ADC Reviews

The World’s First Ai-designed Drug Has Stopped Research And Development

AI pharmaceutical

On January 30, 2020, the British AI pharmaceutical company announced with a high profile that the first molecule designed by artificial intelligence entered Phase I clinical trials.
The drug, called DSP-1181, is a long-acting serotonin 5-HT1A receptor agonist for the treatment of obsessive-compulsive disorder (OCD) and was developed by Exscientia in collaboration with Japan’s Sumitomo Pharma.
With the title of “world’s first case”, Exscientia has received extraordinary attention. Exscientia claims that the entire project took less than a year from conception to molecule determination, while the industry average is 4.5 years.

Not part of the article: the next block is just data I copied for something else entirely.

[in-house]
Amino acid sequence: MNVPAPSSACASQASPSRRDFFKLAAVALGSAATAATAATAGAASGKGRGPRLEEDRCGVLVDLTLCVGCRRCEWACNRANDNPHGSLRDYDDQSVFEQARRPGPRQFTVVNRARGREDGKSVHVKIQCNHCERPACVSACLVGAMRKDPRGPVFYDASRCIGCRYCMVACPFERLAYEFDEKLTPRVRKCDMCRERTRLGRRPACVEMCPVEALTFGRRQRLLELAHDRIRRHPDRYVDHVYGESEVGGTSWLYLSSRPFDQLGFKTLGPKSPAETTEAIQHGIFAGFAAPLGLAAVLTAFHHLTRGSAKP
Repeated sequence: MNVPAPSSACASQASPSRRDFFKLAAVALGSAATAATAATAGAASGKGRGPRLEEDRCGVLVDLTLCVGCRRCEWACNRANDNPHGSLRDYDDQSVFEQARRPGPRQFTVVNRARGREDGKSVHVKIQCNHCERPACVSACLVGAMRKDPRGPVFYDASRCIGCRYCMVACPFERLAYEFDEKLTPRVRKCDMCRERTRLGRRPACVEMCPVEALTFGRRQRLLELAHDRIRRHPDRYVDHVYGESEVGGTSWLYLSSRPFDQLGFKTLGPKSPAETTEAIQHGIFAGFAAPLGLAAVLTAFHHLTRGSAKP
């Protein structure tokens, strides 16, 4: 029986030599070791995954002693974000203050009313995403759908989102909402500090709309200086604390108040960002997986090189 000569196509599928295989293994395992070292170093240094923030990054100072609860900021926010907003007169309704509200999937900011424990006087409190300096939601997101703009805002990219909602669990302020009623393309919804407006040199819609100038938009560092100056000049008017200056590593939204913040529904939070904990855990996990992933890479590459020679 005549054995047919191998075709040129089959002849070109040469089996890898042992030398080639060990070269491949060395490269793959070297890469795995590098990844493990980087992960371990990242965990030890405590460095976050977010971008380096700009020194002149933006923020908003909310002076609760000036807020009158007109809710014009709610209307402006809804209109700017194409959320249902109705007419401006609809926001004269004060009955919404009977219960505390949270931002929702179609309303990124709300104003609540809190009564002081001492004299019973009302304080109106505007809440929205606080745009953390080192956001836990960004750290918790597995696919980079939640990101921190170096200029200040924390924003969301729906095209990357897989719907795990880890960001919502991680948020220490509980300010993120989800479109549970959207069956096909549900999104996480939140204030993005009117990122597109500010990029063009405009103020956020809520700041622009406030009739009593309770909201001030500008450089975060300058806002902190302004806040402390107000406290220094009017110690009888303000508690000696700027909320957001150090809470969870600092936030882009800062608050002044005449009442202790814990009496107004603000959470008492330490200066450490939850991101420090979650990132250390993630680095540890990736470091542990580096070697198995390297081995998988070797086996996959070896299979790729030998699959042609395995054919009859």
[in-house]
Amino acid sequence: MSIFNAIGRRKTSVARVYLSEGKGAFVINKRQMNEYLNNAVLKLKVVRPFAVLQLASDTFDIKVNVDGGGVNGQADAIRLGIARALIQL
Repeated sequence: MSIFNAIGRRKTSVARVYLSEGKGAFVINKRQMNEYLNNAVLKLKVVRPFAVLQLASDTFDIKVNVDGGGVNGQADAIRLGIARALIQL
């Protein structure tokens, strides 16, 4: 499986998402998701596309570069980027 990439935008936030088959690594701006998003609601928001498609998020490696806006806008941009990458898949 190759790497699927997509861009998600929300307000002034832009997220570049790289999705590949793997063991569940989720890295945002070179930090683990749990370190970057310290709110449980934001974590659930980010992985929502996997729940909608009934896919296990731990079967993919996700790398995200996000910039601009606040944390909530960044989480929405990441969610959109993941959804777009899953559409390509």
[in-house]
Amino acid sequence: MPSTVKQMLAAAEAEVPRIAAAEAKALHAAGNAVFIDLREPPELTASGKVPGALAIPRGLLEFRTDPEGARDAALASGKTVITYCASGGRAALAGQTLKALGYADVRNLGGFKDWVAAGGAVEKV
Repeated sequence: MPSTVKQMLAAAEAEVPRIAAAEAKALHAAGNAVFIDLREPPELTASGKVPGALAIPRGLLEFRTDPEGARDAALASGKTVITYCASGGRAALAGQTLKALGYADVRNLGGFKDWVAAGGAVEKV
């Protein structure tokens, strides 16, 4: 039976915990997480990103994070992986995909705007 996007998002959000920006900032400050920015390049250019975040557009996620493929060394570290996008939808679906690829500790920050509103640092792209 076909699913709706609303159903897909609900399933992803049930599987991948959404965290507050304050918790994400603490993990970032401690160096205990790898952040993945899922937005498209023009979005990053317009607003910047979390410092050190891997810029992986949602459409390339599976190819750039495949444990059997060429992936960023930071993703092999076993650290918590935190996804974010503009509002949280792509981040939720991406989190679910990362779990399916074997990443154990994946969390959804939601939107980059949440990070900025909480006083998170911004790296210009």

However, it was recently discovered that the development of DSP-1181 has been stopped by Sumitomo Pharmaceutical because the clinical phase I study did not meet the expected standards.
At present, whether on the official website of Exscientia or Sumitomo Pharmaceutical, this clinical pipeline has quietly disappeared.

Sumitomo was satisfied with the development process
Japan’s Sumitomo Pharmaceuticals reached a cooperation with Exscientia as early as 2014, and was one of the first pharmaceutical companies to open cooperation with AI companies.
Sumitomo Pharmaceutical was once very satisfied that DSP-1181 could enter the clinic, saying that the innovative method it uses will make a strong contribution to central nervous system drugs.